Wim Vanduffel

KU Leuven Brain Institute
Time : March 7th 11:00 - 12:00 (IRST) / 02:30 - 3:30 (EST) + Q&A Panel
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Mesoscale functional organization of macaque cortex


Short Bio Wim Vanduffel is the head of the research group Neurophysiology and of the Laboratory Neuro-and Psychophysiology at the Faculty of Medicine at the KU Leuven Belgium. In addition, he still holds an assistant professorship at Harvard Medical School, Boston, USA, and is affiliated as researcher at the Massachusetts General Hospital, Boston, USA. Wim Vanduffel studies visual perception and cognition in human and nonhuman primates He has pioneered awake behaving monkey fMRI techniques and used it to investigate functional correspondences between the human and macaque brain. By combining fMRI with state-of-the art causal techniques, his lab aims to study interactions between retinal and non-retinal internally-generated signals and the mechanisms driving adult cortical plasticity underlying perceptual learning. Lately, Vanduffel’s group engaged in developing novel very high resolution imaging methods to study the functional organization of the brain at mesoscale level.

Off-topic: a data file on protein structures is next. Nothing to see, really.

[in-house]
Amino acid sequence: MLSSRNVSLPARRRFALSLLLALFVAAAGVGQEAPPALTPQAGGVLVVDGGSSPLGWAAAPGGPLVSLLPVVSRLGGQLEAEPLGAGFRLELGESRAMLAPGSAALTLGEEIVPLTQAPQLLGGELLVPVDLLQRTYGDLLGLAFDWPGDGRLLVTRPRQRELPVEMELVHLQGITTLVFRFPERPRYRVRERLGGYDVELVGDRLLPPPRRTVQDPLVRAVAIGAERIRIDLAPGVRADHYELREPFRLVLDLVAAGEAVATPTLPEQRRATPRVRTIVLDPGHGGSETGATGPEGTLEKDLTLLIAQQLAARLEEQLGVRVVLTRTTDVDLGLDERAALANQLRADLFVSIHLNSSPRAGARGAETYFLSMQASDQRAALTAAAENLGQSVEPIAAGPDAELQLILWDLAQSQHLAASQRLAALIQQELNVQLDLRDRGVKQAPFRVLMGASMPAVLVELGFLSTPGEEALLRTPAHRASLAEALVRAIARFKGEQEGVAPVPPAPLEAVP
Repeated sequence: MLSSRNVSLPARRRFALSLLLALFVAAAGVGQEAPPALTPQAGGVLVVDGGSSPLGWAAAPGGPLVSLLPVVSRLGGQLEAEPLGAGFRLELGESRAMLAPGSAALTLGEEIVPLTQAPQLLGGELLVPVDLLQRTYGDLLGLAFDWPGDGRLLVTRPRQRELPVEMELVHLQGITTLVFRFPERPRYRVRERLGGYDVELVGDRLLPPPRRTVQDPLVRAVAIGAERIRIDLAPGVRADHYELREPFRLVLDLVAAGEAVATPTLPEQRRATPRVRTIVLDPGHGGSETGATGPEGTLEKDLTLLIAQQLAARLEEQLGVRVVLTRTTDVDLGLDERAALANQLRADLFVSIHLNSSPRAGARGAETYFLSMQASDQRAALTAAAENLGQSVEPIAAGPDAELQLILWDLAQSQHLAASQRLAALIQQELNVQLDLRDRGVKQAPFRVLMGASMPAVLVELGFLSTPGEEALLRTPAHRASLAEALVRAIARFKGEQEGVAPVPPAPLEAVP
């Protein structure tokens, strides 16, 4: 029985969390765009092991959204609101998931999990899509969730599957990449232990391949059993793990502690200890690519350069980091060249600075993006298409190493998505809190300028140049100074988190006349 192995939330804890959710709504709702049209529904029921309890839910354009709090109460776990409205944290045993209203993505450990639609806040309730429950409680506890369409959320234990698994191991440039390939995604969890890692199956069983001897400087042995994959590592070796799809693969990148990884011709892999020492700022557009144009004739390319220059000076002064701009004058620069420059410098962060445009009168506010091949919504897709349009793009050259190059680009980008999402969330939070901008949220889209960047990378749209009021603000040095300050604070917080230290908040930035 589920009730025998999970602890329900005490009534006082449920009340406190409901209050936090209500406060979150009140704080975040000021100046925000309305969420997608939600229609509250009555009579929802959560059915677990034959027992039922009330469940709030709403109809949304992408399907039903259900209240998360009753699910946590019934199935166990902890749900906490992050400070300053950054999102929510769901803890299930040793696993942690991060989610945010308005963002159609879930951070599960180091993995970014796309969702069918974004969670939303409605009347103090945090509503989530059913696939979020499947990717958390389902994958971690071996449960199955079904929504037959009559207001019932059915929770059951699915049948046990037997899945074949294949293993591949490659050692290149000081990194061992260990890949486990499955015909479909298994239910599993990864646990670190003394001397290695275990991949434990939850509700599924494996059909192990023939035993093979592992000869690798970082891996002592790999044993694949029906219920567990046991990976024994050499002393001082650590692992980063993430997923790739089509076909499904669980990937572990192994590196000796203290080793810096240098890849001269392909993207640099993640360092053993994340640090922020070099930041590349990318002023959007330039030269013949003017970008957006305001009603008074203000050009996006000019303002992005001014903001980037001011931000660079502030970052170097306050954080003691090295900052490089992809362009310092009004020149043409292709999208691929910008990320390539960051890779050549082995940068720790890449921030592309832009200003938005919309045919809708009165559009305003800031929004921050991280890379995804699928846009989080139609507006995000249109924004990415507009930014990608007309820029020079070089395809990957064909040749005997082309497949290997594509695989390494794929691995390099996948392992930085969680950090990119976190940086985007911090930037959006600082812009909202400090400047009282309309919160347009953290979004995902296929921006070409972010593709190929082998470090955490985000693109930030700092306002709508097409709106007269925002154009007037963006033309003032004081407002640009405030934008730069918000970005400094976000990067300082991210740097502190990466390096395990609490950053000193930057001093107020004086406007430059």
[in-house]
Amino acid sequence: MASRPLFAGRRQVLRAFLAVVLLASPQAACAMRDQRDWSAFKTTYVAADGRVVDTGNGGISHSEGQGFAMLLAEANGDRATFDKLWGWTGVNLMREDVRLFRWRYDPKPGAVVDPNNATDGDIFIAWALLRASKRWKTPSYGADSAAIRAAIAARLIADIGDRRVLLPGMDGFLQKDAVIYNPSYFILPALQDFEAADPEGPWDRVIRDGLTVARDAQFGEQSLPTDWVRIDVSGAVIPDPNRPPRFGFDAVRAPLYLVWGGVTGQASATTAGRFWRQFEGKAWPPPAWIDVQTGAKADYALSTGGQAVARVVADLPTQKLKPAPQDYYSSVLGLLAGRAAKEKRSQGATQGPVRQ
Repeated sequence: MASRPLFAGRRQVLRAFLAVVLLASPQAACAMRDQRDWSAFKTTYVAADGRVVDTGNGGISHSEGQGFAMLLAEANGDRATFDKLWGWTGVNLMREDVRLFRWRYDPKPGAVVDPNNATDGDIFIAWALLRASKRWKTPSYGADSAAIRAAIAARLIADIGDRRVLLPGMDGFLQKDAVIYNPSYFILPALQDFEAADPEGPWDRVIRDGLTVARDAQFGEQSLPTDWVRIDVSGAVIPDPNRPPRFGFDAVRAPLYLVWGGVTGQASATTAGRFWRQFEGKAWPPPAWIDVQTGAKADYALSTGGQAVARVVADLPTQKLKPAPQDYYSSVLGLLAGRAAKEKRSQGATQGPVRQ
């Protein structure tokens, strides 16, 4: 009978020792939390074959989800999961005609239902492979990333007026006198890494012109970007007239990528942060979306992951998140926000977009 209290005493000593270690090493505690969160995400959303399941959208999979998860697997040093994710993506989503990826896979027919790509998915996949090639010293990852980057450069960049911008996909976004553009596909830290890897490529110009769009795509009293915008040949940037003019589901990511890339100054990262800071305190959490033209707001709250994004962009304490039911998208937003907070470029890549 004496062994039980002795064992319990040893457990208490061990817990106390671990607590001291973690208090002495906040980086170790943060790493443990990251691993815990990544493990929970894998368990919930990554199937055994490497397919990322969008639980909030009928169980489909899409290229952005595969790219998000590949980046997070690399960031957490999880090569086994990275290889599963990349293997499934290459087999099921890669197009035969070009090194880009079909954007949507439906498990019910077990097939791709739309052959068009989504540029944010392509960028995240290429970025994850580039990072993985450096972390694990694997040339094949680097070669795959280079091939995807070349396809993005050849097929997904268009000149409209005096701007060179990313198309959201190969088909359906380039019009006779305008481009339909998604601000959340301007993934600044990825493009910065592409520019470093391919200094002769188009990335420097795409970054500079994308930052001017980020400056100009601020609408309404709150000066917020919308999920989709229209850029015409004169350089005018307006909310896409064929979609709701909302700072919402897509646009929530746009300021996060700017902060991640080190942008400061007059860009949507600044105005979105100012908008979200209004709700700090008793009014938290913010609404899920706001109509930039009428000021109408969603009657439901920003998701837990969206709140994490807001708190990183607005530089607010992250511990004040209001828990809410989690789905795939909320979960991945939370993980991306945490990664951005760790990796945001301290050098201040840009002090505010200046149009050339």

Recent progress in high-resolution non-invasive imaging in humans confirmed the existence of columnar structures known in the monkey. These fMRI experiments fueled the hope to identify mesoscale functional structures in largely unexplored cortical territories. Using implanted phased array coils and contrast-agent enhanced fMRI, we started to map the cortex of rhesus monkeys with 0.6 mm isotropic voxels covering the entire brain and with a large variety of visual stimuli. I will present novel unpublished data showing highly reliable mesoscopic functional units (MFUs) which are present in occipital, parietal, temporal and frontal cortex. I will argue that the fine-grained functional organization of primate neocortex is considerably more complex than suggested by currently prevailing parcellation models, based on electrophysiology, tractography and low-resolution fMRI evidence. The identification and the functional-anatomical characterization of the entire MFU alphabet will be key to understand vision and cognition.

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